(1878 - 1950)
Charles Rosen was active/lived in New York. Charles Rosen is known for landscape, harbor view and still life painting.
Biography from the Archives of askART
An Impressionist and modernist experimenting with Cubism, Charles Rosen
applied this style and other European innovations to typical American
subjects. He did numerous snowscenes and was especially drawn to
industrial and marine scenes including factories, barges, and mills
along the Hudson and Delaware rivers. He is best remembered as a
second-generation member of the New Hope Impressionist School and a
long-time resident of the Woodstock Art Colony.
** If you discover credit omissions or have additional information to add, please let us know at
He was born in
Reagantown, Pennsylvania and at age sixteen ran a photography studio in
West Newtown, Pennsylvania. In 1898, he began an illustration
career in New York City and studied with Francis Coates Jones at the
National Academy of Design. He also studied at the New York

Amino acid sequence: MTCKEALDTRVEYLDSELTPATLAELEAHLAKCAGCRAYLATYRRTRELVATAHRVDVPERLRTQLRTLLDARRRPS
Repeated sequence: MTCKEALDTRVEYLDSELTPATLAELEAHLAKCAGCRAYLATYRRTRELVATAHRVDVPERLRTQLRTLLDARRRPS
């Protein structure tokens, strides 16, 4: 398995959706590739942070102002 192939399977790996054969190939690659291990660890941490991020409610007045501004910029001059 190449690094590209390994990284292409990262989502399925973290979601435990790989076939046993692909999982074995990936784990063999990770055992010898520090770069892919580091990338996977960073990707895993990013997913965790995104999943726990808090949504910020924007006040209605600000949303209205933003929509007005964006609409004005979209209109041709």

School of Art with William Merritt Chase and with Frank Vincent DuMond,
whom he later followed to Old Lyme Connecticut, a colony of
impressionist painters. It was there that he developed an
interest in landscape painting.
In 1903, he married Mildred
Holden, and they moved to New Hope, Pennsylvania in Bucks County about
forty miles north of Philadelphia, and in 1916, he began exhibiting
with fellow artists there, called "The New Hope Group," including
Daniel Garber and Edward Redfield. In 1918, he went to the
Woodstock Art Colony at age forty to teach landscape painting in summer
school in the Art Students League program, and by 1920 he had settled
in Woodstock. In 1922, he and Henry Lee McFee and Andrew Dasburg
founded their own school of art, the Woodstock School of
He lived primarily in Woodstock until his death in Kingston, New York
in 1950 with the exception of several years in Texas. In 1940,
Charles Rosen worked in San Antonio, Texas as director of the Witte
Memorial Museum School of Art to replace Henry McFee, who had
resigned. He remained until the school closed in 1942, but then
became director for of the Koogler McNay Art Institute in San Antonio.
was an elected member of the National Academy of Design and The
National Arts Club, and his work is in many collections including the
Philadelphia Museum of Art, the Butler Institute in Youngstown, Ohio,
and the City Art Museum in St. Louis. His painting, Winter Sunlight, won the Altman Gold Medal and the Inness Gold Medal at the National Academy of Design in 1917.
Michael David Zellman, 300 Years of American Art
John and Deborah Powers, Texas Painters, Sculptors & Graphic Artists
Share an image of the Artist firstname.lastname@example.org.